Art In The 18th Century History Essay
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Published: Mon, 5 Dec 2016
Both the Rococo and the Neoclassical Art period occurred at some stage in the 18th century in what is know known as the European age of Enlightenment. This time period is known for the establishment of the traditional Western notion of social progress. In political thought, philosophers such as John Locke and Thomas Hobbes developed key ideas of government based on an agreement between the rulers and the ruled. The belief that human beings who perform according to the fundamental principals of logic or reason in order to have an enjoyable life on earth was met by excitement among European intellectuals. Some of the most widely recognized prose from that time period- satire, non-fictional essay, and the modern novel- all addressed some aspects of human behavior in their social situation.
Eighteenth-century art and music reflected the changing force of society and the tastes of its social classes. The fashionable Rococo style showcased the aristocratic fondness for daintiness, intimacy, and elegance in art. The materials used in art of this period are known for what is now generally considered overindulgent luxury, resiliency and typically required a high level of artistic technique. During the middle of the 18th century, some classes rebelled against the Rococo style who felt that the luxurious nature of that style of artwork glorified the aristocracy which was quickly falling out of fashion. Towards the declining end of the Rococo period and the beginning of the Neoclassic period, artists began creating art that promoted the moral virtue in the lives of the middle class over the extravagance and veneration of the upper class. At the time between the end of the Rococo period and the beginning of the Neoclassical period, a rejuvenated interest in archeology sparked interest in ancient Greek and Roman art. Neoclassical art work supplanted Rococo in the same way that democracies were pushing out aristocracies.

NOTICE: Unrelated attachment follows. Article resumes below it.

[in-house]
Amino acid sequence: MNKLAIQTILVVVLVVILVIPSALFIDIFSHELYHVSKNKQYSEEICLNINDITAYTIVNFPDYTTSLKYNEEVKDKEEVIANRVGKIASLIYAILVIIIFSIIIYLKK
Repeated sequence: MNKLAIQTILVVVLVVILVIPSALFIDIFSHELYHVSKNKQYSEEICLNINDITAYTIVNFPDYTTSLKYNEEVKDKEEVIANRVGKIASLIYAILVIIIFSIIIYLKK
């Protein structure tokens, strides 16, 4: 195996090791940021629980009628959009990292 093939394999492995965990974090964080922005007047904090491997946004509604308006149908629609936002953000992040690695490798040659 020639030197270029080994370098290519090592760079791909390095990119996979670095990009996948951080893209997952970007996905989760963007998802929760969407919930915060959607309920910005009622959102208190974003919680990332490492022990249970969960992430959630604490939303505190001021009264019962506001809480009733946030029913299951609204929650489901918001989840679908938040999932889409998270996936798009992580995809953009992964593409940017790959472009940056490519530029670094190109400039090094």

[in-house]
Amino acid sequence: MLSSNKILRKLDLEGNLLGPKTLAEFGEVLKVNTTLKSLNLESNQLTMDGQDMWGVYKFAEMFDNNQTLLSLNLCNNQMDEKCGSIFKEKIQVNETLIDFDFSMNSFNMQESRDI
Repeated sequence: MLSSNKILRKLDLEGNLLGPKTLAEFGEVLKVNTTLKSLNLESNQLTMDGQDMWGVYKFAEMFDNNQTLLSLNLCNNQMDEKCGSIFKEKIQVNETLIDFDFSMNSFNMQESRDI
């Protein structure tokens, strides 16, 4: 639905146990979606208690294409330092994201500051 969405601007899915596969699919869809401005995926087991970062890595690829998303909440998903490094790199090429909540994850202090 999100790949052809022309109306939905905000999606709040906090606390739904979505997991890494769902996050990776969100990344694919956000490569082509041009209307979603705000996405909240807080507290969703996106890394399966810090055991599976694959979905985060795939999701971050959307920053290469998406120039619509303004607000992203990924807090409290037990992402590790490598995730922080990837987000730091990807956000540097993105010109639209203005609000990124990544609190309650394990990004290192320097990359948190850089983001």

Rococo art depicted unrealistic subjects of aristocratic leisure devoted to idleness and recreation in a nature turned pleasure commons. The love garden theme was used frequently. Rococo art featured light, pastel colors brushed quickly and delicately so that reality was dematerialized into a fantasy world of floating veils of pink and blue. Young, beautiful, and richly dressed figures frolicked lovingly in deliberately insubstantial, perpetually cheerful settings. Rococo art is typified by rich, ostentation ornamentation often in the form of shells and scrolls. In architecture it is displayed most frequently in interior design and furniture. Rococo is typically pretty but superficial art.
Rococo art was initiated in the early 18th century. The term is a portmanteau of rocaille, the French word for shell or stone, and barocco, the Italian word for Baroque. Rococo art began in early 18th century France. It is sometimes referred to as French-style. While Rococo originated in France it became very popular in Germany.
Characteristic Style and Social Conditions
Rococo art is typified by elaborate foliage, plentiful curves, animal figures and fanciful design. Rococo art and architecture demonstrates many pastel colors and gilding.
The historical significance of this period comes primarily from the end of the reign of Louis XV, the only French king to be executed. After the French revolution Rococo became persona non grata in favor of the new Neoclassic style. Rococo has become a derogatory term for old fashioned or senselessly frivolous.
Major Works of Art from Period